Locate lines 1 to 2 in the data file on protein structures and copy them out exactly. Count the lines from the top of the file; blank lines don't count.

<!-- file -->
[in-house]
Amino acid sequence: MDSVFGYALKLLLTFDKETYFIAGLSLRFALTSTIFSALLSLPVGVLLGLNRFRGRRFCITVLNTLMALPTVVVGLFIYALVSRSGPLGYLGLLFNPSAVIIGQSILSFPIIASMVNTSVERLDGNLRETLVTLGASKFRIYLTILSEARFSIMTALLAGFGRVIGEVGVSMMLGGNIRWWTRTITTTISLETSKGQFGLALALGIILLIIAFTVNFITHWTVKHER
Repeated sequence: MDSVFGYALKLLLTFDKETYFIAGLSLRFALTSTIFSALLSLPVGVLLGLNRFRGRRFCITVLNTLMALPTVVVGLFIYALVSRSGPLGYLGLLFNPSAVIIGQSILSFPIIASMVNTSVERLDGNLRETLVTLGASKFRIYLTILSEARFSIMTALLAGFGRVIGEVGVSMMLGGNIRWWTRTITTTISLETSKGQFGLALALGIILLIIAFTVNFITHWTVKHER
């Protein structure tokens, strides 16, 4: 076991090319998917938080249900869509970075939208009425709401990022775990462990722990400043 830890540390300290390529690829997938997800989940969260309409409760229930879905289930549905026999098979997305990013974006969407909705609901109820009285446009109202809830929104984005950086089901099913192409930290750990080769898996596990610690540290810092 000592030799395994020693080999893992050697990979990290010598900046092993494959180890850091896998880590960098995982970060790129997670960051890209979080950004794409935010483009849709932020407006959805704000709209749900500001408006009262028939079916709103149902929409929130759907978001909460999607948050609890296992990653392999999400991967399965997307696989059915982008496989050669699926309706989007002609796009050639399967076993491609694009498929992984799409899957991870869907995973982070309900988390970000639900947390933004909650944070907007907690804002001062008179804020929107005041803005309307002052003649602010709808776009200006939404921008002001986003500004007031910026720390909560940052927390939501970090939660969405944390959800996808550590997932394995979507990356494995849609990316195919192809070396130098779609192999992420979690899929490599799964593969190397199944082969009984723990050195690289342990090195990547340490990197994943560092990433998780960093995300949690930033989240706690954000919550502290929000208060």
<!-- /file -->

[in-house]
Amino acid sequence: MDSVFGYALKLLLTFDKETYFIAGLSLRFALTSTIFSALLSLPVGVLLGLNRFRGRRFCITVLNTLMALPTVVVGLFIYALVSRSGPLGYLGLLFNPSAVIIGQSILSFPIIASMVNTSVERLDGNLRETLVTLGASKFRIYLTILSEARFSIMTALLAGFGRVIGEVGVSMMLGGNIRWWTRTITTTISLETSKGQFGLALALGIILLIIAFTVNFITHWTVKHER